Turn off Indexing Services: If your OS rocks any sort of search-supplementation tool like an Indexing Service (Windows does), turn it off. The read time is so fast on SSDs that you don’t really need to build a file index and the actual process of indexing the drive and writing the index is slow on SSDs.

Your OS should support TRIM. The TRIM command allows your OS to communicate with your SSD drive and tell it which blocks are no longer in use (and are thus clear for wiping). Without the TRIM command taking care of some housekeeping on your SSD the performance will rapidly degrade. As of this publication Windows 7, Mac OS X 10.6.6+ and Linux Kernel 2.6.33+, support the TRIM command. While registry hacks and supplementary programs exist for modifying earlier OS versions like Windows XP to semi-support the TRIM command there is no native support. Your SSD should be paired with a modern OS for maximum performance.

Leave a portion of the disk empty. Check the specs for your drive, most manufacturers recommend keeping 10-20% of the drive empty. This empty space is there to assist the leveling algorithms (they redistribute the data across the NAND modules to minimize the total wear on the drive and ensure a long life and optimum drive performance). Too little space and the leveling algorithms work over time and prematurely wear on the drive.

Store media on a second drive: Until SSDs drop radically in price it makes no sense to store your massive media files on your expensive SSD. You can pick up 1TB traditional HDDs for under $100 now; use a large secondary drive (when possible) for storing your large and static files (such as movies, music collections, and other media files).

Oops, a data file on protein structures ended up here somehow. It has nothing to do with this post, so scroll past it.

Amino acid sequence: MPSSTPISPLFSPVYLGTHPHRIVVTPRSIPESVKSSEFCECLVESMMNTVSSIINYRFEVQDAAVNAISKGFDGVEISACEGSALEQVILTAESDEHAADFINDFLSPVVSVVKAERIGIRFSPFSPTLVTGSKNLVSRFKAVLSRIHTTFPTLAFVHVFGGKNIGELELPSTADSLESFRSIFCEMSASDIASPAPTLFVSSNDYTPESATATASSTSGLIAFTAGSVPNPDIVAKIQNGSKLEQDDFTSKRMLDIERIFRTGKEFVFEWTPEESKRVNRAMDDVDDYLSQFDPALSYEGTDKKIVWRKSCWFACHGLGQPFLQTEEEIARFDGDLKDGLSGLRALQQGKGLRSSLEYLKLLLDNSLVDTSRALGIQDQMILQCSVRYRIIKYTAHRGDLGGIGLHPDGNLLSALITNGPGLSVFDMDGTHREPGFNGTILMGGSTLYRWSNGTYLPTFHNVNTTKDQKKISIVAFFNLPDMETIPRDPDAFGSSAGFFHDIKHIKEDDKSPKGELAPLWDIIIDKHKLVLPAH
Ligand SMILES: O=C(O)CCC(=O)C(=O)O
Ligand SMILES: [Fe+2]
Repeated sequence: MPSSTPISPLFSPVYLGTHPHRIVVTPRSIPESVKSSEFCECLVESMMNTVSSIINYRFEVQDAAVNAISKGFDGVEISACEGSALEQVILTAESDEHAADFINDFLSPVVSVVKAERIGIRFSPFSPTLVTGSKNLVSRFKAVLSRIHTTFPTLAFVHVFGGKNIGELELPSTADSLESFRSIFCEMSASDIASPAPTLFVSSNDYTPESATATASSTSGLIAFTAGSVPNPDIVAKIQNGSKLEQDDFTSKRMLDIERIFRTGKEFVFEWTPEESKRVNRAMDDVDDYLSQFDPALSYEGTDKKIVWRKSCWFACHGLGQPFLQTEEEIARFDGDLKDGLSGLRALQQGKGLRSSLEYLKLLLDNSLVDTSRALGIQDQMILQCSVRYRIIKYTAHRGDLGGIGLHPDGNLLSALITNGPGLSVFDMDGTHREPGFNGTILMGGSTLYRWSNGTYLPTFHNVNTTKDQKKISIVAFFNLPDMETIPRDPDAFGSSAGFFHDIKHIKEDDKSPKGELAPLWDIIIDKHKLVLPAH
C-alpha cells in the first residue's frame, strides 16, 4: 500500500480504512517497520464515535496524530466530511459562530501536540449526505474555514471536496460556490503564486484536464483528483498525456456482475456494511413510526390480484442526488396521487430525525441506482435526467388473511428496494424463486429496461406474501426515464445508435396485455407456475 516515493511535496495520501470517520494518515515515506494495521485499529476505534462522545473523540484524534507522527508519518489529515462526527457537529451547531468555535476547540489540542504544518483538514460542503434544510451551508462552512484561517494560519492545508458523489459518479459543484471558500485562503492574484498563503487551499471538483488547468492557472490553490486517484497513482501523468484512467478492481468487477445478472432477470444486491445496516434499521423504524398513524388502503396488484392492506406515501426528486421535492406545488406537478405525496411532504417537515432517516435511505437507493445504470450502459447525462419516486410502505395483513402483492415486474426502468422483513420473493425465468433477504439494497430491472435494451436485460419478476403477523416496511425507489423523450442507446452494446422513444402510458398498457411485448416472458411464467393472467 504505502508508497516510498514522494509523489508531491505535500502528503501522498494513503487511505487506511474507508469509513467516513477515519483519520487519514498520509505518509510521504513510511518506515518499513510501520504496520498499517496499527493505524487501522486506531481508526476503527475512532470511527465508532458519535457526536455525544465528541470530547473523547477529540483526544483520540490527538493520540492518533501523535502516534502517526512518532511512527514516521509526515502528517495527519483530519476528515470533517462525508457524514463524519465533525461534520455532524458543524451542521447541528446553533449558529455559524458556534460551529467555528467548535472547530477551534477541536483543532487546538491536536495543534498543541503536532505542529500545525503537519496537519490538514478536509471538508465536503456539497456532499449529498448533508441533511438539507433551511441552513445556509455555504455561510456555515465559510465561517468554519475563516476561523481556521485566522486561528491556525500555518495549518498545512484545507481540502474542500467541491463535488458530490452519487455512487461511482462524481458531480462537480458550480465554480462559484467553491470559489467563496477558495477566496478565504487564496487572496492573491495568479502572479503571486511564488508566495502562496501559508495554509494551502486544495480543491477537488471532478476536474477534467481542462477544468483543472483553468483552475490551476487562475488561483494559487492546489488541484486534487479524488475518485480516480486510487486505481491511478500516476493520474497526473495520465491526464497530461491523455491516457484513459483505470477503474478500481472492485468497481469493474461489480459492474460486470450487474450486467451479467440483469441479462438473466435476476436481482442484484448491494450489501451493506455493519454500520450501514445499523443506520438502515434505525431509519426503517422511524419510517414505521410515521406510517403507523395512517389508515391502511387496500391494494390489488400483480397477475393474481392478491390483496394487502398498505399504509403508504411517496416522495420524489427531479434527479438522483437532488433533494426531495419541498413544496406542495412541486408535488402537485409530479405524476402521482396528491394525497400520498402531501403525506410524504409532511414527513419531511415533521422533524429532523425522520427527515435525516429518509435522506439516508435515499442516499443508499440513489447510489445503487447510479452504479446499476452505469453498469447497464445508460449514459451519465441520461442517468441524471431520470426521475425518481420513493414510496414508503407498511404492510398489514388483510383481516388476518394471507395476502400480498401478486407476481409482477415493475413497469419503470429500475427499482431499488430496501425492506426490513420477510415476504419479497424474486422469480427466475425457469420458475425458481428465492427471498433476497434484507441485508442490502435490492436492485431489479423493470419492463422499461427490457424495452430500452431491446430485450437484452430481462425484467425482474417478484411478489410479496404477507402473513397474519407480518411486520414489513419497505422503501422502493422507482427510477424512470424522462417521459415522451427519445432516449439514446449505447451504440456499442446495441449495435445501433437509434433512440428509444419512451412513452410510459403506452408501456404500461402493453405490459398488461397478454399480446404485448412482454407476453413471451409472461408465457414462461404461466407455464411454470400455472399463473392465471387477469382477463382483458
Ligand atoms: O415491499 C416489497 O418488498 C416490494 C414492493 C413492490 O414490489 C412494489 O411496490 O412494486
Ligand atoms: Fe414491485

Invest in RAM: Compared to the cost of Solid State Disks, RAM is cheap. The more RAM you have the less writes-to-disk you’ll have on your OS disk. You’ll extend the life of your pricey SSD by ensuring your system has adequate RAM installed.

Is a Solid State Drive for Me?

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At this point you’ve got a history lesson, a point-by-point comparison, and some tips for keeping your SSD in tip-top shape, but is an SSD for you? Check all that apply and get ready to bust out your credit card:

  • You want nearly instant boot times: You can go from a cold boot to browsing the web in a matter of seconds with an SSD; the same window is often minutes with a traditional HDD.